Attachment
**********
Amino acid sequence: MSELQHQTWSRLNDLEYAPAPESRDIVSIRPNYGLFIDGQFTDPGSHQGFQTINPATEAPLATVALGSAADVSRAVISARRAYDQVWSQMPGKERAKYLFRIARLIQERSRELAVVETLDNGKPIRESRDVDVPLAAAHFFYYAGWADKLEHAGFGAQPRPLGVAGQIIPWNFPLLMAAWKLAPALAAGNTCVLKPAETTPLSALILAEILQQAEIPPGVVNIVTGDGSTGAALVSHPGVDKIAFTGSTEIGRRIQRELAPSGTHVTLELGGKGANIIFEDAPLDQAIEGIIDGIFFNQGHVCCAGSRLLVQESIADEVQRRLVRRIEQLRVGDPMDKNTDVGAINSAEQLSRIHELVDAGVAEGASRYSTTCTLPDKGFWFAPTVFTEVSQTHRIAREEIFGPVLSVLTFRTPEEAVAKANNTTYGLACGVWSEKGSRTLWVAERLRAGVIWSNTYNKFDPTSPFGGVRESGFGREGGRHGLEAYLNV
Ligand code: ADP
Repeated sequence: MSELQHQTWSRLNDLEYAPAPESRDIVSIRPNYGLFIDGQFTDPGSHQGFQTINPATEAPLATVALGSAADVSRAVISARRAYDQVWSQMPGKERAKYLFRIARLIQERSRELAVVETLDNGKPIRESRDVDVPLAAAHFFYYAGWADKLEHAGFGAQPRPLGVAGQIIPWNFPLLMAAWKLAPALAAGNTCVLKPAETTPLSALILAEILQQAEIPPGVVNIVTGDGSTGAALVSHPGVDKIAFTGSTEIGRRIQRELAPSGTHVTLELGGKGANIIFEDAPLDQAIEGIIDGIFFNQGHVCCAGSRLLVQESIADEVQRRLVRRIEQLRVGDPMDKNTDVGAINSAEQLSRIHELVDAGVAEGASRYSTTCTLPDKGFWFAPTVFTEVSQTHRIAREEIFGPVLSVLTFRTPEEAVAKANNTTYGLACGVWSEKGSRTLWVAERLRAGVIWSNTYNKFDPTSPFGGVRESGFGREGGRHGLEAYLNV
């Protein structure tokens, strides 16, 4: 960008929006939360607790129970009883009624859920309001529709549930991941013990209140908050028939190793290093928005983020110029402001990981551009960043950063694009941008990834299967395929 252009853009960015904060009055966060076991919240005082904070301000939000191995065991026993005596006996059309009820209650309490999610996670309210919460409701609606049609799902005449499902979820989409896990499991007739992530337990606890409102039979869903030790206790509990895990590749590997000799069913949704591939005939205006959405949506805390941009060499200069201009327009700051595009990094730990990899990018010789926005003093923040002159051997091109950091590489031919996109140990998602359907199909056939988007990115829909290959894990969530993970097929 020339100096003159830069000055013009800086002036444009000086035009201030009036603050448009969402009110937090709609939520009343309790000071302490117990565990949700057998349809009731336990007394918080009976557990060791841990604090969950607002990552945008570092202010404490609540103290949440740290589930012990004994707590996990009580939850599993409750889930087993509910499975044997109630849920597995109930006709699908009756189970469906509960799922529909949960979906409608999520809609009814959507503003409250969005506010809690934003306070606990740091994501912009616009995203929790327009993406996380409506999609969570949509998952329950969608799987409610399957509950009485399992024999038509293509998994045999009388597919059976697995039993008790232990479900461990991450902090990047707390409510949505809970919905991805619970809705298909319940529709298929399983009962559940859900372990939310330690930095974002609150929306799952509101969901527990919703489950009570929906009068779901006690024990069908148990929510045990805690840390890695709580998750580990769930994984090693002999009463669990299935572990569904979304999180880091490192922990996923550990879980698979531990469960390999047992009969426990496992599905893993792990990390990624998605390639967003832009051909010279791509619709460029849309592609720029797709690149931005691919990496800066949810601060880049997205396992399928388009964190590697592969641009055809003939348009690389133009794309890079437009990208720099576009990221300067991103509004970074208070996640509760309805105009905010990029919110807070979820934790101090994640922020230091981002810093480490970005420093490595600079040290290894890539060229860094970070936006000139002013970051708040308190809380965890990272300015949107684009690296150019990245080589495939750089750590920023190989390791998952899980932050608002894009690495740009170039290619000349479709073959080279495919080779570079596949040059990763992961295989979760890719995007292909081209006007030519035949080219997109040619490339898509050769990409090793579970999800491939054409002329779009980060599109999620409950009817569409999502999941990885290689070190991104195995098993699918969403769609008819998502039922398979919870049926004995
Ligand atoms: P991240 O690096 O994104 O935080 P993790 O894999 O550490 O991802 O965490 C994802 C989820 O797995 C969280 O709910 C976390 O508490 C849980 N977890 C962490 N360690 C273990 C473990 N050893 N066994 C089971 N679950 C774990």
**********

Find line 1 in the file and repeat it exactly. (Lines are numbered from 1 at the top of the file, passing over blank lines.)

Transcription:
Amino acid sequence: MSELQHQTWSRLNDLEYAPAPESRDIVSIRPNYGLFIDGQFTDPGSHQGFQTINPATEAPLATVALGSAADVSRAVISARRAYDQVWSQMPGKERAKYLFRIARLIQERSRELAVVETLDNGKPIRESRDVDVPLAAAHFFYYAGWADKLEHAGFGAQPRPLGVAGQIIPWNFPLLMAAWKLAPALAAGNTCVLKPAETTPLSALILAEILQQAEIPPGVVNIVTGDGSTGAALVSHPGVDKIAFTGSTEIGRRIQRELAPSGTHVTLELGGKGANIIFEDAPLDQAIEGIIDGIFFNQGHVCCAGSRLLVQESIADEVQRRLVRRIEQLRVGDPMDKNTDVGAINSAEQLSRIHELVDAGVAEGASRYSTTCTLPDKGFWFAPTVFTEVSQTHRIAREEIFGPVLSVLTFRTPEEAVAKANNTTYGLACGVWSEKGSRTLWVAERLRAGVIWSNTYNKFDPTSPFGGVRESGFGREGGRHGLEAYLNV